Looking backward to move forward

If you haven’t had time yet to reflect on the past year or consider any objectives or “New Year Resolutions” for 2022, it’s not too late. The whole of January is a time for reflection, looking forward, and new starts. Indeed, you can do it at any time – January 1st has no particular powers – and you can do it as often as you like!

However, there is something powerful about looking back over a whole year to reflect on what you’ve been through and achieved and how you’re continuing to journey, or transition, as you move forward.

So many people have said all there is to say about New Year resolutions. There is no one way, but I thought I would share what I do and hope these thoughts are helpful.

January is named after Janus, the Roman god of beginnings, transitions, doorways, passages, and endings. Images of Janus depict him as having two faces, one looking backward, the other looking forward.

Looking back:

Like all good plans, the foundations are based on a thorough audit on what’s happened over the year/time period (good and bad), where you are now, and how you have got here (your journey/transition). It’s important to take time to intentionally think about what has happened and recognise all that you’ve accomplished over the past year. Even in challenging years, it’s likely that there were some moments of joy or success.

Here are some questions I use to jog my memory:

  • What were the significant events of the year?
  • What were my highlights?
  • What did I accomplish this year? (Big and small).
  • What challenges did I face? How did I handle them?
  • What skills did I develop/learn?
  • What am I proud of?

I never remember everything in one sitting, so I find it’s helpful to write these down and come back to them as I recall other memories.

Reflection:

Whilst learning through experience is important, research shows that reflecting on our experience is the most powerful component.

  • Did I meet your objectives/goals last year? If not, why not? Acknowledge what went well.
  • How have I grown this year? What did I learn this year?
  • What am I most disappointed about? Is there anything I wish I had done differently?
  • What three words sum up my past year?
  • What do I want to keep doing?
  • What do I want to do more of?
  • What do I want to stop doing?
  • What do I want to start doing?

Most people don’t meet every goal they set for themselves, so don’t beat yourself up if you didn’t. Celebrate what you have accomplished and identify what you could do differently.

Looking forward – the future

Once you feel you have given sufficient time to the above exercise, you can now move on to consider where you want to be this time next year, taking into consideration everything around you.

  • What will be the significant events of this year?
    • Ensure you give yourself time to plan or prepare for these.
  • What challenges do you face?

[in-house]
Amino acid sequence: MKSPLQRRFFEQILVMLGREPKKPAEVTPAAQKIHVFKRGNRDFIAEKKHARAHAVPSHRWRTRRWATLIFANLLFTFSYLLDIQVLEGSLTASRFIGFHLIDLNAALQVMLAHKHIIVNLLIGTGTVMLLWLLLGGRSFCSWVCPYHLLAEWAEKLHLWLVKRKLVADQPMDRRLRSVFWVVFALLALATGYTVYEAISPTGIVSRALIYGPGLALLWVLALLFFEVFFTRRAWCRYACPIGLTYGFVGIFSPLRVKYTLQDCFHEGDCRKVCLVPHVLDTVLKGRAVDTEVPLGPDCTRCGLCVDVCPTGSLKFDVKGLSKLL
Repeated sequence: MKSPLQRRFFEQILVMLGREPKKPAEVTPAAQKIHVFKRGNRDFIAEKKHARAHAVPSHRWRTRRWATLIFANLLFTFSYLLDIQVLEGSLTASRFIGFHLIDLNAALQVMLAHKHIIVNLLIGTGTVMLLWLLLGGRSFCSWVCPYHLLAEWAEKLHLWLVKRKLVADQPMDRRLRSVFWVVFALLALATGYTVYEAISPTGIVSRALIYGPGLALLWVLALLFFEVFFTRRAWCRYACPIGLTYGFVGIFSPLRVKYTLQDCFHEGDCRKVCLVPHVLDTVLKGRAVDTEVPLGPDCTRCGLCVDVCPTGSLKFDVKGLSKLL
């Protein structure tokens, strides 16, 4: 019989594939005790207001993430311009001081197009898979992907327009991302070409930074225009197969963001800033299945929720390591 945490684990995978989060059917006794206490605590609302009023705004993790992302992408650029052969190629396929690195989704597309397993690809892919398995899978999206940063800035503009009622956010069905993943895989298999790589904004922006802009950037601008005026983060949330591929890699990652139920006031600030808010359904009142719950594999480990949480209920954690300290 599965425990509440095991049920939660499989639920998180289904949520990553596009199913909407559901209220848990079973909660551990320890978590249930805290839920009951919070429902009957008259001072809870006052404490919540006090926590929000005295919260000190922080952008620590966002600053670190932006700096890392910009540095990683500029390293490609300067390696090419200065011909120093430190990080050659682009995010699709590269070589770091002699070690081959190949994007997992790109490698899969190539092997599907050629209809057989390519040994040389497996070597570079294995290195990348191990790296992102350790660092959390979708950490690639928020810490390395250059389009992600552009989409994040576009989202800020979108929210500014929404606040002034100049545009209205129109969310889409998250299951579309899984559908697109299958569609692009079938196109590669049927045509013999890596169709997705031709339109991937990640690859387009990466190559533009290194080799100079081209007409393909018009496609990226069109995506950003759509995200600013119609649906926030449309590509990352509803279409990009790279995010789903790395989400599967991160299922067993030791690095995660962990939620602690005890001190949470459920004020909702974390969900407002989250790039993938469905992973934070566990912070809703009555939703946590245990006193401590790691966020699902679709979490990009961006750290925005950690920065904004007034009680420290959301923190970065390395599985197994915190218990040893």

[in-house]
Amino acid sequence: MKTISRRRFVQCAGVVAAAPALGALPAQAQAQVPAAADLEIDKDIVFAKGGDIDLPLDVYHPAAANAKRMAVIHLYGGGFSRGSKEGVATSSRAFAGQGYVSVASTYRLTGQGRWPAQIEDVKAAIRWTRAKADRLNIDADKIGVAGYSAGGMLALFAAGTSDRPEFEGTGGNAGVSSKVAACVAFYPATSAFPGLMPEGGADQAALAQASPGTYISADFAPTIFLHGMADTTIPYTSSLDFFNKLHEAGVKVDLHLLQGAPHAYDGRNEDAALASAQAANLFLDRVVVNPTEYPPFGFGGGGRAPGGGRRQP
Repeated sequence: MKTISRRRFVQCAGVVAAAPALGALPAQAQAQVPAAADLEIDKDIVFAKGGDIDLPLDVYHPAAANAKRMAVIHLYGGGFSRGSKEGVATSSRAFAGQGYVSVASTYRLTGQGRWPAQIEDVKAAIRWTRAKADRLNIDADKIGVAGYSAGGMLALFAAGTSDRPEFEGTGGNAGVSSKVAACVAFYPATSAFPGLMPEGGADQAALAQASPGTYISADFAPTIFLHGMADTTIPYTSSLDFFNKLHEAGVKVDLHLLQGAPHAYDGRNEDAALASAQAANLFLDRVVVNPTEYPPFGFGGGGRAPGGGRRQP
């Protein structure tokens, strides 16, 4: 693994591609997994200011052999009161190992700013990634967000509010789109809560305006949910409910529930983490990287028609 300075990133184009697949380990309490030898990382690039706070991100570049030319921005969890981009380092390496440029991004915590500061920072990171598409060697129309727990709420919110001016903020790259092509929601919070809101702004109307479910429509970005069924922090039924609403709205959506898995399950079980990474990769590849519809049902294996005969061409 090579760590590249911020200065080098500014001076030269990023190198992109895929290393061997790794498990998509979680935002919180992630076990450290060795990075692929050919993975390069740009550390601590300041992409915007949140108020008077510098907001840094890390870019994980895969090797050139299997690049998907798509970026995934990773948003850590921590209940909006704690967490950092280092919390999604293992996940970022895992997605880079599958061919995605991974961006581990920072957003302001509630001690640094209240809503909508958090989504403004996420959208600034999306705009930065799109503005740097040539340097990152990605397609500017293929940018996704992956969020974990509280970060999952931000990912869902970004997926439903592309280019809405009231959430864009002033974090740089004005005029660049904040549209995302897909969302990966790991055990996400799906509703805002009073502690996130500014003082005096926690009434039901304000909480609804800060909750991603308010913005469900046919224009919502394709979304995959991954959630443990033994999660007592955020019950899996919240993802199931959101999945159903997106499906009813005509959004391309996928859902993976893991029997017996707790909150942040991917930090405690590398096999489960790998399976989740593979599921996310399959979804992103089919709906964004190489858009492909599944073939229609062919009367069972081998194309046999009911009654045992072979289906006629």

• Acknowledge these and identify how you can overcome or minimise the impact of these. (If you can’t, then your plans need to accommodate them).

And finally, we get to the plan…

Most plans fail because we give ourselves too many objectives or resolutions or are not realistic (e.g. I can’t/shouldn’t lose 20lb in 1 month).  While it’s often useful to make our objectives ‘SMART’ (Specific, Measurable, Agreed, Realistic, Timebound), sometimes, we just need to identify a direction of travel. This is especially the case when we are not in control of the outcome or timescales.

Most experts suggest that we should stick to a few key goals at any one time. Once we’ve achieved them, or they become a habit in our lives, we can add more. So you might want to prioritise a few objectives initially and certainly no more than 1 or 2 in each of the categories below.

  • Where do I want to be this time next year?
    • Personally & relationships
    • Spiritually
    • Career/work/professionally
    • Health/wellbeing
    • Financially
    • Personal development (What new skills do you want to develop/learn?)
Source: Canva 2022

Many people find Storyboards a powerful way to help them to focus on what’s important. I use mine as my screensaver. Others use a pinboard or print it out. It doesn’t matter how you present it provided it’s easily accessible and you can see it.

Finally, we all know that what gets measured gets done, so put some time in your diary on a weekly or monthly basis to monitor how you’re doing and adapt your plans accordingly.  If something unexpected happens, such as illness or a new opportunity, it’s OK to adjust and reset your plan to take this into consideration.

Give yourself permission to flex. One bad day or week doesn’t mean that you’ve failed. It will just take longer to get to your objective.

It’s always going to be a work in progress and that’s absolutely fine.

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